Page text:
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Von Macrame, Conkel, In the News

Von  Macrame, Conkel, In the News

: Courtesy of the artist.

One thing is running thicker than stage blood where The House of Von Macramé is concerned, and that’s ink: a New York press round-up.

PICTURE: Felicia J. Hudson as Topaz in The House of Von Macramé; photo by Crystal Arnette.

The House of Von Macramé: the bloody handprints of Cornish are all over this grand guignol Off-Off-Broadway hit musical. Joshua Conkel [TH ’03] wrote the book, Megan Hill [TH ’02] stars in it as Rosemary Crawley, and it was produced by the company in New York they run with alum Nicole Beerman [TH ’02], among others, The Management. Reviews of the fashion-rich blood-fest/romp have been, well, sanguine, and the play has been a regular sell-out since it opened. It has been extended at least through February 16.

There has been a ton of press as the show makes its mark. Most recently, New York’s prestigious Interview Magazine spoke with Conkel in The House of Von Macramé and the Horrors of Fashion. The interview, by Ryann Donnelly, also included Hil: “We sat down with Conkel, his partner in crime, Megan Hill—who doubles as the show’s character Rosemary Crawley—to discuss what makes The House of Von Macramé a better time at the theater.”

Before the show even opened it was getting press. First, there was From Sketch to Stage: The House of von Macramé, a slide show in the New York Times of costume designer Tristan Raines’s designs for the seemingly endless costumes used in the show. “With some 150 costume changes,” the Times writes, “the show should ring bells for fans of camp thrillers like Eyes of Laura Mars as well as Italian giallo directors like Dario Argento (Suspiria).”

Then came another article in the Times, A Scream. A Splash. Send in the Mops. If there’s one thing in the play there is as much of as costume changes, its the volume of stage blood, all lovingly choreographed by special-effects designer Waldo Warshaw, who got raves for his work in the recent hit The Lieutenant of Inishmore.  “Fashion Week is around the corner,” begins Erik Piepenburg in the Times article, “and as any aspiring model knows it can be a cutthroat scene. Ask any of the girls who walk for the House of von Macramé. That is if they’re not already dead.”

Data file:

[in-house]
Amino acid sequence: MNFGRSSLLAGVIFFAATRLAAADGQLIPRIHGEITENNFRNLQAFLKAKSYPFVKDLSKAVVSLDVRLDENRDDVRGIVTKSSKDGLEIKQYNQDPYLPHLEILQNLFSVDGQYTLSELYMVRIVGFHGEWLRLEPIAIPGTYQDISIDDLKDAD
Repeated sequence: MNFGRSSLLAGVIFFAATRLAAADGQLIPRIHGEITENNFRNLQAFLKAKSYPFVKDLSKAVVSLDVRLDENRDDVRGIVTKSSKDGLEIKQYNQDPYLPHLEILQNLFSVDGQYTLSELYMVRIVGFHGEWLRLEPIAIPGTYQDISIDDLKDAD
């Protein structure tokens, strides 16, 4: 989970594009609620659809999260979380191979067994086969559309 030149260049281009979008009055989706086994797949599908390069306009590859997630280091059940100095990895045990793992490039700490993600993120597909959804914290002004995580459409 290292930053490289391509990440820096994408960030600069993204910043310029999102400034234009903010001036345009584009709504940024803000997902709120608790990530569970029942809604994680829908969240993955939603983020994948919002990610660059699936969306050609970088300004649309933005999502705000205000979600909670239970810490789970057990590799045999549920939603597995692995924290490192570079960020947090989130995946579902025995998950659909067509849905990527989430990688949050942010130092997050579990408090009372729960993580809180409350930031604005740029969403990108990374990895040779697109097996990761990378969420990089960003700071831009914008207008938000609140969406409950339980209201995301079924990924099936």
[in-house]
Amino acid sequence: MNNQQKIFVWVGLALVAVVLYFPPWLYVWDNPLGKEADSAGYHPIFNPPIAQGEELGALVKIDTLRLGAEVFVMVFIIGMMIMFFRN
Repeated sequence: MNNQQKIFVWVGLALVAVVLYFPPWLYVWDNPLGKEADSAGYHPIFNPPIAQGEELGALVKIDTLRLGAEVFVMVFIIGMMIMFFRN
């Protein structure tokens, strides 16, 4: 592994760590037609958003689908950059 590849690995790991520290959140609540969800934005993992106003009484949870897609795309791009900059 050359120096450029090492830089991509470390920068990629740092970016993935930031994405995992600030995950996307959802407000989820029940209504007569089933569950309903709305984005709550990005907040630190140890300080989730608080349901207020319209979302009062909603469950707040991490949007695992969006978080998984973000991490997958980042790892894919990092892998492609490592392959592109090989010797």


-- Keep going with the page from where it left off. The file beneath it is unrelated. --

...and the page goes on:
With the show opened, it was time for the reviews. As the bully on the block, of course the New York Times review comes first: Models in Killer Shoes Totter Along a Runway to Death by Charles Isherwood. “Written by Joshua Conkel, and featuring songs by Matt Marks,” writes Isherwood, “the production, at the Bushwick Starr, still retains the scrappy, free-for-all vibe of a late-night diversion cooked up by folks who have spent whole days of their lives watching camp horror flicks …”

There’s no masking the enthusiam in Brooklyn Exposed for the new musical, as witnessed by the title of its review, The House of Von Macramé Fashions a Bloody Good Time.  “With all the glam camp of Rocky Horror, the sinister undertones of Little Shop of Horrors and a dash of RuPaul’s Drag Race,” writes Jessica Cauttero, “the Management’s The House of Von Macramé is the most fun I’ve had at the theater in a long time. This irreverent musical about a string of occult murders during Fashion Week is brimming with Hitchcockian humor. … … The book by Joshua Conkel and songs by Matt Marks are witty and biting, exploring what makes beauty so powerful you might kill, or seek to destroy, for it, but without losing the fun, silly vibe it starts off with.” Just for the record, Cornish has one of her citations, RuPaul’s Drag Race, covered as well: it stars Jinkx Monsoon (Jerick Hoffer [TH ‘10]).